Potty training can come with its fair share of challenges. If you are among the 1% of parents whose child potty trained effortlessly, good for you. For the rest of us, potty training entails a hodgepodge of treats, bribes, triumphs, and frustrations. For many children, the “value add” just isn’t there. Why would they use the potty? What’s the point of being a “big boy” or “big girl”? The diaper is working just fine, thank you very much. For many, even if the peeing is going well, the pooping is causing a stand-off.
As a parent and preschool teacher, I have seen this time and again. Potty training challenges are normal and expected (although that doesn’t make them less frustrating). Through all my years of potty training kids, I have noticed one common question they have – how does the potty work? A good question, if you think about it. They have to sit on the (sometimes huge) potty, deposit something from their body into it, and then flush it down. It makes a loud noise (a whole other issue for some) and can actually be kind of scary. Adults don’t think much about the actual potty – it is just another thing that we have to fix and clean. Still, it bears mentioning that this can be a concern and curiosity for your child when potty training.
I had the idea to write a book about how the potty works and where the poop goes ( put on a long list of other things I have to do). So yesterday, They were giving out free books at the pediatricians and look what I found:
I have long been a fan of David Macauley’s books. They are amazing. The illustrations are so cool and they answer all sorts of questions about how things work. My sons have the one about the castle, the mosque and the cathedral, as well as an amazing one about the human body (links below).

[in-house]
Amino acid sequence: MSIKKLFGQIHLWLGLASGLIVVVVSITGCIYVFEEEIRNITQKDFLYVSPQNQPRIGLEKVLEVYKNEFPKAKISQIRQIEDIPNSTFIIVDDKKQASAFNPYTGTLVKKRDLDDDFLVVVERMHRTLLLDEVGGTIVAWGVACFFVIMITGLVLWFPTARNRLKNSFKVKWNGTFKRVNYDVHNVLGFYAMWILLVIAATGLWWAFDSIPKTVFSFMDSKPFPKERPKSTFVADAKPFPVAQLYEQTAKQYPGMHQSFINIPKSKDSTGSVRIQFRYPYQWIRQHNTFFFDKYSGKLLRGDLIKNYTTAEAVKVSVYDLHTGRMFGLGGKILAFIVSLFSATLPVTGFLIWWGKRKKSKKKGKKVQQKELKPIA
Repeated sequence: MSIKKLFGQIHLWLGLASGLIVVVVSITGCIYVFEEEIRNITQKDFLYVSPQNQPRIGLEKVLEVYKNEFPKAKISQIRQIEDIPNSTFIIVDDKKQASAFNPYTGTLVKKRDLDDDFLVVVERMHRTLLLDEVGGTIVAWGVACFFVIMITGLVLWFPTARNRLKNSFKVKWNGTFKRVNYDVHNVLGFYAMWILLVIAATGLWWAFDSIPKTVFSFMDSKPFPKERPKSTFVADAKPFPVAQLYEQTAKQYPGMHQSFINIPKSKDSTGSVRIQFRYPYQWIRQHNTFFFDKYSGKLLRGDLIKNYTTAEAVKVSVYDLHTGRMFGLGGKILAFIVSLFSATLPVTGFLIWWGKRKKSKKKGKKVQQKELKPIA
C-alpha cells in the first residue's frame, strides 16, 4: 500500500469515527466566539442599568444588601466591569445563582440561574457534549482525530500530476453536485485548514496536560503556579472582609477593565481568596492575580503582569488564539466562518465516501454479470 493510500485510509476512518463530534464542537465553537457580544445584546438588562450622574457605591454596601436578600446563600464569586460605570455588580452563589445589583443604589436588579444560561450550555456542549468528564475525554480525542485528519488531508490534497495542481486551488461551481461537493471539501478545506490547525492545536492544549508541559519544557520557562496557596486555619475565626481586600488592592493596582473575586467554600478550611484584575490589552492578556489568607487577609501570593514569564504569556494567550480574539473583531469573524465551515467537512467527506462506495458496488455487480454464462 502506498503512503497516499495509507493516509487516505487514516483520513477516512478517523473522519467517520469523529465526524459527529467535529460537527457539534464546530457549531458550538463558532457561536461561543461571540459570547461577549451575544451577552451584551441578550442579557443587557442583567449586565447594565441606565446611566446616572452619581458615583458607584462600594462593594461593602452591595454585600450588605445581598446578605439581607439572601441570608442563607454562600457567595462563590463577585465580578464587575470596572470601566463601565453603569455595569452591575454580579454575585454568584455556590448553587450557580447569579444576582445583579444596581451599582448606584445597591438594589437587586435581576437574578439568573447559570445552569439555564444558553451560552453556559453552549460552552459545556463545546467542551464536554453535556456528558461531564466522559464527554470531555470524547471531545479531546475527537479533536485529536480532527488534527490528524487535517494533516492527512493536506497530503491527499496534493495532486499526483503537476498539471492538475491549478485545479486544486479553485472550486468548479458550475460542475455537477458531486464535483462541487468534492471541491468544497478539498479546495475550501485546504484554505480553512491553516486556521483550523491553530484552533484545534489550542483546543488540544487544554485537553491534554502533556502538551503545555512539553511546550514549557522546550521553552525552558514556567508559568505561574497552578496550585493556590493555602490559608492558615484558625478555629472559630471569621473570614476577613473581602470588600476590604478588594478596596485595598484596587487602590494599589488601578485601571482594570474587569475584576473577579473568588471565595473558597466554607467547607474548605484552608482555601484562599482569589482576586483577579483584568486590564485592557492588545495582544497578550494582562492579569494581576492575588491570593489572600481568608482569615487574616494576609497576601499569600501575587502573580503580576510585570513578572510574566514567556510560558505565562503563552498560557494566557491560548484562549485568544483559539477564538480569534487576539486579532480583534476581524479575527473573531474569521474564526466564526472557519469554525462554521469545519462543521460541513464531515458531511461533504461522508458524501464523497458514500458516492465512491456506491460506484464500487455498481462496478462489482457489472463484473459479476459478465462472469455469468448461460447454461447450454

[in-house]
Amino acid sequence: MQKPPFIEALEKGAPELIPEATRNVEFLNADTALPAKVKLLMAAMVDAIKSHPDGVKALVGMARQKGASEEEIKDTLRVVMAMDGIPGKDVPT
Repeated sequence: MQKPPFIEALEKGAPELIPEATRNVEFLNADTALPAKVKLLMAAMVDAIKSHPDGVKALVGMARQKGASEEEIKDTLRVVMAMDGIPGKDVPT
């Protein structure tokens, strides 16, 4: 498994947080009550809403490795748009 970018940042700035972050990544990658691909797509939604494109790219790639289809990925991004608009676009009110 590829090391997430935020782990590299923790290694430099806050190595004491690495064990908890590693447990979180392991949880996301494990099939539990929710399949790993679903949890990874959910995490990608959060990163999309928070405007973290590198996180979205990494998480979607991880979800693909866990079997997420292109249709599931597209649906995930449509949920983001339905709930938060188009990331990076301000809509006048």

Toilet: How It Works goes through all the parts of the toilet, the pipes, and even the waste water treatment plant ( which, of course, will be interesting in a gross way to your child). It essentially answers the question, “What happens after you flush?” with amazing illustrations and facts. This book is marketed as an early reader and is targeted towards older kids. However, I would highly recommend it if your toddler is struggling with toilet related issues. It will be interesting and might help him or her make some sense of the big contraption that will be a part of life from here on out. Sometimes less isn’t more with toddlers. They are learning so much everyday and want the facts. Giving more information, especially when something is causing anxiety, can be comforting and validating to your child. So if your child has questions and concerns about the potty, answer them (and feel great that your child has the curiosity to ask).